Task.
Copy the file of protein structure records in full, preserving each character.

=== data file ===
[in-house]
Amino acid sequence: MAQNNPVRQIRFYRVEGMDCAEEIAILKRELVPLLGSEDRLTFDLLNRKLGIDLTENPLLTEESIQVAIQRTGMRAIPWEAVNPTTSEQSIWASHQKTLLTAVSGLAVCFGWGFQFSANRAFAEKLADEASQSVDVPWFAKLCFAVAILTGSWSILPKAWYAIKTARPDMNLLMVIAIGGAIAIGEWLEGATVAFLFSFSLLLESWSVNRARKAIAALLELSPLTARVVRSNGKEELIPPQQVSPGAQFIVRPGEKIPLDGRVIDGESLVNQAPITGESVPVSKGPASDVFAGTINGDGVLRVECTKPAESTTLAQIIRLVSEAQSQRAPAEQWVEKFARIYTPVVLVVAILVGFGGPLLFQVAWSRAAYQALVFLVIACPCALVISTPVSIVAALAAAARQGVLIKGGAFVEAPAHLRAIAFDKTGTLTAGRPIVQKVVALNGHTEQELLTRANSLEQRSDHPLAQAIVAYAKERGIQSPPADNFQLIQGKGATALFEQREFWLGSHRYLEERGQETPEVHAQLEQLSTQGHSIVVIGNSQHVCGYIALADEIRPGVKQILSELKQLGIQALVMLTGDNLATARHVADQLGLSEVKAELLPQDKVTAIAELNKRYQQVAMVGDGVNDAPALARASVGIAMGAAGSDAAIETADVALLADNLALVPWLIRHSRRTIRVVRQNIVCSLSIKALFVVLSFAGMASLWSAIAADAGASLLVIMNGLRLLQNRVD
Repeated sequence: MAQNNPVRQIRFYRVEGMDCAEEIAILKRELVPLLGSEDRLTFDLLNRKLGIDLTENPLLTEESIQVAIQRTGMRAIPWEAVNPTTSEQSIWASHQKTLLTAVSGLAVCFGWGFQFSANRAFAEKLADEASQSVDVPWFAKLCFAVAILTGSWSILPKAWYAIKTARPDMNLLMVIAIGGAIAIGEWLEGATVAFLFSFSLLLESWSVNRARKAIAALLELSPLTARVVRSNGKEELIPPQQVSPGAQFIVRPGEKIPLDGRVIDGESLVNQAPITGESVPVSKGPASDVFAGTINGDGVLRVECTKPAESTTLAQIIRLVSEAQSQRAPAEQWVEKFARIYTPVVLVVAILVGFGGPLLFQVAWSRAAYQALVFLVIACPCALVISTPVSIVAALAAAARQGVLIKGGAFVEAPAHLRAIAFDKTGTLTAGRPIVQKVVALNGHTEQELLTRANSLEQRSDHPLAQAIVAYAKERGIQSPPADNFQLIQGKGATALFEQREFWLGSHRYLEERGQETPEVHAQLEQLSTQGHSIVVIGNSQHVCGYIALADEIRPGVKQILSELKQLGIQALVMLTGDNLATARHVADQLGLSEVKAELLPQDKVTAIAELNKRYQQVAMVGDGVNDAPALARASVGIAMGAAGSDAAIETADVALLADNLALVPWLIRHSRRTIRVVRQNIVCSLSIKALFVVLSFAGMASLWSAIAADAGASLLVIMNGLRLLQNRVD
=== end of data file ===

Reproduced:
[in-house]
Amino acid sequence: MAQNNPVRQIRFYRVEGMDCAEEIAILKRELVPLLGSEDRLTFDLLNRKLGIDLTENPLLTEESIQVAIQRTGMRAIPWEAVNPTTSEQSIWASHQKTLLTAVSGLAVCFGWGFQFSANRAFAEKLADEASQSVDVPWFAKLCFAVAILTGSWSILPKAWYAIKTARPDMNLLMVIAIGGAIAIGEWLEGATVAFLFSFSLLLESWSVNRARKAIAALLELSPLTARVVRSNGKEELIPPQQVSPGAQFIVRPGEKIPLDGRVIDGESLVNQAPITGESVPVSKGPASDVFAGTINGDGVLRVECTKPAESTTLAQIIRLVSEAQSQRAPAEQWVEKFARIYTPVVLVVAILVGFGGPLLFQVAWSRAAYQALVFLVIACPCALVISTPVSIVAALAAAARQGVLIKGGAFVEAPAHLRAIAFDKTGTLTAGRPIVQKVVALNGHTEQELLTRANSLEQRSDHPLAQAIVAYAKERGIQSPPADNFQLIQGKGATALFEQREFWLGSHRYLEERGQETPEVHAQLEQLSTQGHSIVVIGNSQHVCGYIALADEIRPGVKQILSELKQLGIQALVMLTGDNLATARHVADQLGLSEVKAELLPQDKVTAIAELNKRYQQVAMVGDGVNDAPALARASVGIAMGAAGSDAAIETADVALLADNLALVPWLIRHSRRTIRVVRQNIVCSLSIKALFVVLSFAGMASLWSAIAADAGASLLVIMNGLRLLQNRVD
Repeated sequence: MAQNNPVRQIRFYRVEGMDCAEEIAILKRELVPLLGSEDRLTFDLLNRKLGIDLTENPLLTEESIQVAIQRTGMRAIPWEAVNPTTSEQSIWASHQKTLLTAVSGLAVCFGWGFQFSANRAFAEKLADEASQSVDVPWFAKLCFAVAILTGSWSILPKAWYAIKTARPDMNLLMVIAIGGAIAIGEWLEGATVAFLFSFSLLLESWSVNRARKAIAALLELSPLTARVVRSNGKEELIPPQQVSPGAQFIVRPGEKIPLDGRVIDGESLVNQAPITGESVPVSKGPASDVFAGTINGDGVLRVECTKPAESTTLAQIIRLVSEAQSQRAPAEQWVEKFARIYTPVVLVVAILVGFGGPLLFQVAWSRAAYQALVFLVIACPCALVISTPVSIVAALAAAARQGVLIKGGAFVEAPAHLRAIAFDKTGTLTAGRPIVQKVVALNGHTEQELLTRANSLEQRSDHPLAQAIVAYAKERGIQSPPADNFQLIQGKGATALFEQREFWLGSHRYLEERGQETPEVHAQLEQLSTQGHSIVVIGNSQHVCGYIALADEIRPGVKQILSELKQLGIQALVMLTGDNLATARHVADQLGLSEVKAELLPQDKVTAIAELNKRYQQVAMVGDGVNDAPALARASVGIAMGAAGSDAAIETADVALLADNLALVPWLIRHSRRTIRVVRQNIVCSLSIKALFVVLSFAGMASLWSAIAADAGASLLVIMNGLRLLQNRVD